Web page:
An Irish Ferry Tale...
by Hamish Cameron
It was really Ronnie Duffy's fault. Ronnie was an Irish cyclist I had met a year or two earlier at Tighnabruaich Youth hostel and with whom I had ridden a bit. He was a great lover of Scotland, had cycled all over the Highlands, with a soft spot (as I have) for Sutherland.
We enthused together about that lovely, lonely county and Ronnie assured me that if I liked Sutherland I should surely like Donegal. So, here I was in Donegal on a lovely sunny morning in late September, leaving Bunnaton Youth Hostel to explore the Fanad peninsula, with my ultimate destination Tra Na Rossan Youth Hostel
As it was a fine day I didn't hurry, and ambled by Kerrykeel and Mulroy Bay, and then by Rosnakill and Port Solan to Fanad head and its impressive lighthouse. The keeper was alone and invited me inside to drum up and then showed me over the lighthouse and explained its workings. We spent a long time blethering and, as time was getting on, and Tra Na Rossan a good many miles away, I said I would be on my way. The keeper told me as I was getting pushed for time, not to go by Kerrykeel and Milford as I had intended, but to go to a point called Glinsk where there was a ferry across the bay which would save me time and miles. Heartened by this friendly advice I set off for Glinsk, pushing to the back of my mind experience of previous ferry 'shortcuts'.
I arrived at Glinsk, of which I have no recollection - except that there was no ferry. My heart sank and then lightened again when I saw across the bay (which wasn't very wide) a whitewashed cottage, a boat on the beach, and a man, in what looked like seaman's clothing, sitting on a bench at the cottage door. Ah! I thought, this explains all - evidently the ferry is based across the bay and is summoned to come across.
I could find no bell or other device to attract attention so I shouted as loud as I could - no response, although I was sure he could see if not hear me. I unfastened my yellow rain cape and waved it above my head, shouting all the while. At last, movement, the man rose from the bench. I thought, he has got the message, but instead of going to the boat as I expected, he entered the house and shut the door behind him. I waited another ten minutes, shouting from time to time, in the fading hope that he had gone in for oars or another piece of equipment - but no luck, he had obviously retired for the night.
If commonsense had prevailed I should have returned to Bunnaton, but I intended to sleep that night at Tra Na Rossan and, being young and thrawn, to Tra Na Rossan I would go. I did a rough reckoning and decided that it was only 24 miles by road but in fact it turned out to be more than 30.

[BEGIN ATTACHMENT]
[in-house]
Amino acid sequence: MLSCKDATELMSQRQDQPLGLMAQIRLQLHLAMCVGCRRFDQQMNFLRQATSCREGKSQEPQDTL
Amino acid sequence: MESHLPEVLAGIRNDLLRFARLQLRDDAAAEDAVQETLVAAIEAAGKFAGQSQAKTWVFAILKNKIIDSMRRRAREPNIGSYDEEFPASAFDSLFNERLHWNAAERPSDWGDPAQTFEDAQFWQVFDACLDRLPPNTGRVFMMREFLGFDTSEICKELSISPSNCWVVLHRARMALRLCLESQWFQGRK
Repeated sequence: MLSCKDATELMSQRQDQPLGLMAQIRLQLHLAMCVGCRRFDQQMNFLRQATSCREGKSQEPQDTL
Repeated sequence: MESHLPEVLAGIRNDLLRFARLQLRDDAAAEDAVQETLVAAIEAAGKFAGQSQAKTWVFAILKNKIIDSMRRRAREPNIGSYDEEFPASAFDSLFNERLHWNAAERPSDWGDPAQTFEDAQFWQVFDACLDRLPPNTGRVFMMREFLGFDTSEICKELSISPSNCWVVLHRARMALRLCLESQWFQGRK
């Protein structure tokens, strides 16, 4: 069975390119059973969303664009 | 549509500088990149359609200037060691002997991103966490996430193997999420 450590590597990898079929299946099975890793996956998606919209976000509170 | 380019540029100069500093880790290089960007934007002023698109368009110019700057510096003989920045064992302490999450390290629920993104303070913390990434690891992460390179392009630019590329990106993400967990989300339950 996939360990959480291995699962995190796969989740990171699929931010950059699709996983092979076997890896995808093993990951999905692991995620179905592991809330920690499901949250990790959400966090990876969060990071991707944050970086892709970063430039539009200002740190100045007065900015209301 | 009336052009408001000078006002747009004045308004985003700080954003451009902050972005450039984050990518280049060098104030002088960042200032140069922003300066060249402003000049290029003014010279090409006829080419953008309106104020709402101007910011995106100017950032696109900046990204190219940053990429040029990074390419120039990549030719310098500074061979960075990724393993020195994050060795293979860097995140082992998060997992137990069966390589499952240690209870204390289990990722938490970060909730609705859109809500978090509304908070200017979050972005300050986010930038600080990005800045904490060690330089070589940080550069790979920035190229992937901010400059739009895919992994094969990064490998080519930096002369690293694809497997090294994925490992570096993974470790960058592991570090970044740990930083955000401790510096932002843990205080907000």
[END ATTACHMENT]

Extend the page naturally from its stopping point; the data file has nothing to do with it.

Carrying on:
Back I went through Kerrykeel once again, and then on to Milford. The going was pretty easy and I was quite relaxed, but things changed at Milford when I turned North again and realised that the trip down the bay had been easy thanks to the strong wind which I now had full in the face.
It was a struggle and I felt the knock coming on by the time I reached Carrygart, where I stopped and ate several iced biscuits bought in Letterkenny the previous day. It was now 8pm and quite dark but the road was deserted and I had by battery-operated lamps, front and rear. Suddenly the tarred road was at an end and from it ran two tracks, one going right and the other leftish.
No signpost of any kind could I find after searching with my front lamp. A choice now faced me - left track or right. I chose right (which was wrong) as I gradually concluded while I bumped along the track for some time. At last a glimmer of light which came from a cottage where I could enquire about the Youth Hostel. An elderly man opened the top half of his front door and, leaning on the bottom part, pointed at a spot of light quite high up straight ahead, and told me it was the hostel, but not to bother going back to the junction as I would have no difficulty getting across the intervening machar, which he told me was firm and dry.
I should have known better, but by this time hunger and weariness had so addled my brain that I took his advice. I took off my front lamp and examined the ground as best I could. I saw what looked like a firm green path which I decided to walk. My first step landed me up to my knees in very cold water.
The 'path' was a ditch covered by long grass. I struggled on, taking the lamp off from time to time so as to avoid more ditches. At long last I found myself on a track (the earlier left one, as I later discovered) along which I rode, trying to keep my eye on that pin point of light, which suddenly vanished.
At that point I decided I was very close under the hostel so I left the track and headed in the direction of the light. I soon arrived at a high stone wall. Left or right was again the question. I chose left (wrong again) as, after following the wall for some time, it ended in a cliff face. Back I went and then above me I saw a light from a torch and a young female voice asked if I was looking for the hostel. On answering in the affirmative I was told "well you're lost".
Politeness prevented me from saying "tell me something I don't know" and, on asking for assistance was told to follow the light which led me, eventually, to a gateway and the young woman with the torch. She told me that the warden had seen my light coming across the machar, guessed my plight, and sent her out to guide me. (It wasn't the first time this had happened, as I later learned)
When I entered the hostel there was a warm turf fir in the common room and a ceilidh in progress. I wanted only food and bed but before that was allowed I was obliged to sing a Scottish song as my contribution and then they let me go. Ah! the resilience of youth - after my supper and a wash I rejoined the ceilidh which went on until we ran out of turf for the fire at about 1 a.m.